Heian Jingu Shrine is a conscious reflection of Kyoto’s imperial legacy, built in 1895 to belatedly celebrate the city’s initiation of imperial capitalhood. Constructed in the style of the Imperial Palace of the Heian Period (794-1185), Heian Jingu is dedicated to the first emperor, Kanmu, and to the last, Komei, to rule the country from Kyoto. The sacred shrine’s towering vermilion torii gate is one of Japan’s largest Shinto gates and is a revered Kyoto landmark.
Heian Jingu Shrine in Kyoto Photo Gallery
The extensive gardens of Heian Jingu wrap around the outer shrine in classic strolling layout, created by Ogawa Jihei VII, the seventh generation of a distinguished Kyoto family of landscape architects, who labored on the shrine’s gardens for twenty years. Author Judith Clancy admiringly suggests that Heian Jingu’s gardens “might possibly be the most inviting place on earth in April when its hanging cherry trees envelop one’s passage under their graceful blossom filled limbs.” Certainly, the shrine gardens offer potential haiku material every day of every season. The kind woman tending the quiet tea pavilion by the “lying dragon” stepping-stone bridge, its somewhat precarious steps made of old cylindrical bridge pillars, says she has never actually seen anyone fall into the garden pond there, but has clearly heard the big splash when someone does occasionally slip off the dragon’s back.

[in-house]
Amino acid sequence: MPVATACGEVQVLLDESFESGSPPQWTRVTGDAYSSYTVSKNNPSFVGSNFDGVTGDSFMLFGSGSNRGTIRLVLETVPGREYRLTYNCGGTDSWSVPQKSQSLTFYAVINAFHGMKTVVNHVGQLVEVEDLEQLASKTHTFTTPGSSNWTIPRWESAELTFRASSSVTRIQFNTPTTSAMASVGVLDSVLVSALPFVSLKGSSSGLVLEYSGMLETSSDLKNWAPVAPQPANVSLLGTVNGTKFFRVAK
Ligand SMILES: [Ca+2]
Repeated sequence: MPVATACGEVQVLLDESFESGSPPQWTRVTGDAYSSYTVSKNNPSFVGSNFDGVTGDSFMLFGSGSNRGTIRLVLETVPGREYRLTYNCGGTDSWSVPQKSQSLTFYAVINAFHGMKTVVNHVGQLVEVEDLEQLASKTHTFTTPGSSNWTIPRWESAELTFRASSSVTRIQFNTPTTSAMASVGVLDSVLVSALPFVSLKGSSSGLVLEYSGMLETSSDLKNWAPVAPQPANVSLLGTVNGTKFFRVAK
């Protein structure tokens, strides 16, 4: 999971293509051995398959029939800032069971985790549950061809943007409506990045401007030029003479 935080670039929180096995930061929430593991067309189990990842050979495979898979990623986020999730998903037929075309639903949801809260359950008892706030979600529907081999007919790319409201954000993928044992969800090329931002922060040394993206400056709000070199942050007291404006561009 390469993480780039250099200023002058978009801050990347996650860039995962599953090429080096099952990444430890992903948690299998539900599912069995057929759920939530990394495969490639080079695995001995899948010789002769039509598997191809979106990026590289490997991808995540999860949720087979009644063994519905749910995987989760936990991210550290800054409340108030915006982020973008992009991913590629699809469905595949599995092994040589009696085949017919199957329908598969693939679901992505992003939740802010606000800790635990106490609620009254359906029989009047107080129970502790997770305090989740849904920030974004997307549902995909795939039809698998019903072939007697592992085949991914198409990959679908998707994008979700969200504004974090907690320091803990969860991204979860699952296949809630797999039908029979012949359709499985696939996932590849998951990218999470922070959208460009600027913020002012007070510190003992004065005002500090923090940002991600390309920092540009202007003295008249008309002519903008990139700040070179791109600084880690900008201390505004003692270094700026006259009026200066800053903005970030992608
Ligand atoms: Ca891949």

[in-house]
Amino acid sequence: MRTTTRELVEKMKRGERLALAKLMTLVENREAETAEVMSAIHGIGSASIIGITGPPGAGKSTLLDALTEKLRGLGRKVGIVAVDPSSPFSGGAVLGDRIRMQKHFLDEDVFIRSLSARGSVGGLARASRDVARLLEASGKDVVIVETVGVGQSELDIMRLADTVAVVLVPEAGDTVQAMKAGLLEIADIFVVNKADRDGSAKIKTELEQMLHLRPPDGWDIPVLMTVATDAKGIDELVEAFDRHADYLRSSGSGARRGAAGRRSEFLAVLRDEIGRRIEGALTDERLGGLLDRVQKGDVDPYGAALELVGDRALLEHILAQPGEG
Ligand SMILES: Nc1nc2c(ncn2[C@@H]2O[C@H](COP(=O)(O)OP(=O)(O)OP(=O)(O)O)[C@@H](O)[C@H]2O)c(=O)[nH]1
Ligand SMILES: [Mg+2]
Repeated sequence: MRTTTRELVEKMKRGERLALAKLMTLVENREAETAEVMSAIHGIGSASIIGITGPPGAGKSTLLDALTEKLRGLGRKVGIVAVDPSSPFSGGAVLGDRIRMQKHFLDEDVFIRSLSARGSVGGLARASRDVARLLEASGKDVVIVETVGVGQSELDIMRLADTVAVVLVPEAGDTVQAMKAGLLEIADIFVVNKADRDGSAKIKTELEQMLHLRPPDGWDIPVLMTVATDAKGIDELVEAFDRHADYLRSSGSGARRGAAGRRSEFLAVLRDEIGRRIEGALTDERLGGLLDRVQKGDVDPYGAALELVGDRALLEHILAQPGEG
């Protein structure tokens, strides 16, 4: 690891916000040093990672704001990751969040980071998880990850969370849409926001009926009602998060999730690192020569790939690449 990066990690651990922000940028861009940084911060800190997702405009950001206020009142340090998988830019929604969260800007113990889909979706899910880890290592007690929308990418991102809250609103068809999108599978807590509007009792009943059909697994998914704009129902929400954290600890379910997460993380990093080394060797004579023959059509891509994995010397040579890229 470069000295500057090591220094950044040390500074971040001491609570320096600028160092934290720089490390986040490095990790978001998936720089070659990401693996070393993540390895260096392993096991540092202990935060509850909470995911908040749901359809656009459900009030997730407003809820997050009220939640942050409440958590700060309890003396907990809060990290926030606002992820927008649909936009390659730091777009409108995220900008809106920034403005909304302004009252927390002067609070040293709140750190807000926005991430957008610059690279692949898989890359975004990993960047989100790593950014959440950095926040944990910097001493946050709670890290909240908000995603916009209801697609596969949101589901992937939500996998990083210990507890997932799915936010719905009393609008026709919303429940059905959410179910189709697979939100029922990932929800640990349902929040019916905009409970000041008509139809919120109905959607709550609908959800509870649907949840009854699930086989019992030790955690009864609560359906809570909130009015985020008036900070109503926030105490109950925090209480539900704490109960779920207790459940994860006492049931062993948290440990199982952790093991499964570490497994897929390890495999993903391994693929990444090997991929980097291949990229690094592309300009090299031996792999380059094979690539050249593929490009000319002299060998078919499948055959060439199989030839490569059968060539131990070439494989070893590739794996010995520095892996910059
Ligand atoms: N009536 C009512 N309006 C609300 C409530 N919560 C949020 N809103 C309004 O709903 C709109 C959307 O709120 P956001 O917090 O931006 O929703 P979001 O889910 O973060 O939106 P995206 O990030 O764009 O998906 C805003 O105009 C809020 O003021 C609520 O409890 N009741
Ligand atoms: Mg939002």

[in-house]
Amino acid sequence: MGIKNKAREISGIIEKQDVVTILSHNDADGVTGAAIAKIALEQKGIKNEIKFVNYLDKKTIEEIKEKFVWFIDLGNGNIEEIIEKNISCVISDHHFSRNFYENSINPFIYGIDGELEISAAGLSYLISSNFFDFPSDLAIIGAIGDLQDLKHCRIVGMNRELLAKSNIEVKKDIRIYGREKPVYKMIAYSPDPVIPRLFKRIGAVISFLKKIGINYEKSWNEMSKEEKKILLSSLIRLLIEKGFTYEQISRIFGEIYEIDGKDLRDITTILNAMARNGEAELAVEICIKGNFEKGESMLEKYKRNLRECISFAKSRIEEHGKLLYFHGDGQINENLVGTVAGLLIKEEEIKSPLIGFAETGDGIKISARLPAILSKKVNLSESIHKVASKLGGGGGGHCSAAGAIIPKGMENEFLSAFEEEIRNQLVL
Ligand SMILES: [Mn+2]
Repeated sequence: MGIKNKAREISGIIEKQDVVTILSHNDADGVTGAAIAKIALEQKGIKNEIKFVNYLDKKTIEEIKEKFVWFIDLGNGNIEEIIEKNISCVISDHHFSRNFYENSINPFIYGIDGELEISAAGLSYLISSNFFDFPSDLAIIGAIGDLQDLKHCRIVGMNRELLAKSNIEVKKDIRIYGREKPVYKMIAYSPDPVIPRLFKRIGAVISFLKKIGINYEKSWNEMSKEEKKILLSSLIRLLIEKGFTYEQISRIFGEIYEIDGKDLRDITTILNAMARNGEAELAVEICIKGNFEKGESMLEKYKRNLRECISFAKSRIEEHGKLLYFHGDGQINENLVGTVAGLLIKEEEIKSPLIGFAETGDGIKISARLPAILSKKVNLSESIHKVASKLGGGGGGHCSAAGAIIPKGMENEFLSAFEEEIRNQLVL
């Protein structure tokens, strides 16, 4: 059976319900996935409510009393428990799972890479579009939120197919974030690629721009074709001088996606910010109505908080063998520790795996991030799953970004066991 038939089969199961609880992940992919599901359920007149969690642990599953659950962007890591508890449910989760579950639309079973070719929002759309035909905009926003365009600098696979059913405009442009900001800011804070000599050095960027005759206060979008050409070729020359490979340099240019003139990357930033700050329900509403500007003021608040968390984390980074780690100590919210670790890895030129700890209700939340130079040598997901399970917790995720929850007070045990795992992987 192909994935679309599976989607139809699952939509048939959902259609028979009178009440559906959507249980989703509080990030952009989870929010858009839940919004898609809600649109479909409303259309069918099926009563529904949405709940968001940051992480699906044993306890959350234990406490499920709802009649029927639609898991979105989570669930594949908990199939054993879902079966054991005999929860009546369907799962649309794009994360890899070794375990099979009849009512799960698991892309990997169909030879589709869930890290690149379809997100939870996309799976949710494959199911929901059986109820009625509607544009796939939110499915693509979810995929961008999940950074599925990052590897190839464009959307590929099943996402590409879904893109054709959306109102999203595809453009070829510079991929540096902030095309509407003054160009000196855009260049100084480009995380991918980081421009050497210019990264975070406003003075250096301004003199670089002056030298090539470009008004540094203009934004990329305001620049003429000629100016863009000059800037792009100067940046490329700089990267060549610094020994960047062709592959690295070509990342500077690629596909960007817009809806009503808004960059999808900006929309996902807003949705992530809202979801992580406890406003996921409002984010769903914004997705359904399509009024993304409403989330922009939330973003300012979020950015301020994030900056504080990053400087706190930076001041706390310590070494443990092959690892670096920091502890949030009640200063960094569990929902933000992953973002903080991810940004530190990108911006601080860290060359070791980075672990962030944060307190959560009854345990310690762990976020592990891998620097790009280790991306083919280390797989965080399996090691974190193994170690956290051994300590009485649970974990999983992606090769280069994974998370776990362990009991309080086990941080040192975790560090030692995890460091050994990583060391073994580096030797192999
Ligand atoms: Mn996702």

A vast sand courtyard leads to the Daigokuden, Heian Jingu’s Great Audience Hall.
Otenmon is the shrine’s Divine Gate.
A miko shrine maiden and a traditional cloister.
The Soryu-ro “Blue Dragon Tower.”
The wooden corridor bridge at Seiho-ike Pond in the Heian Jingu Garden.
Water lilies in the Nishi Shin-en Garden, designed by 19th-century landscape architect Ogawa Jihei VII.
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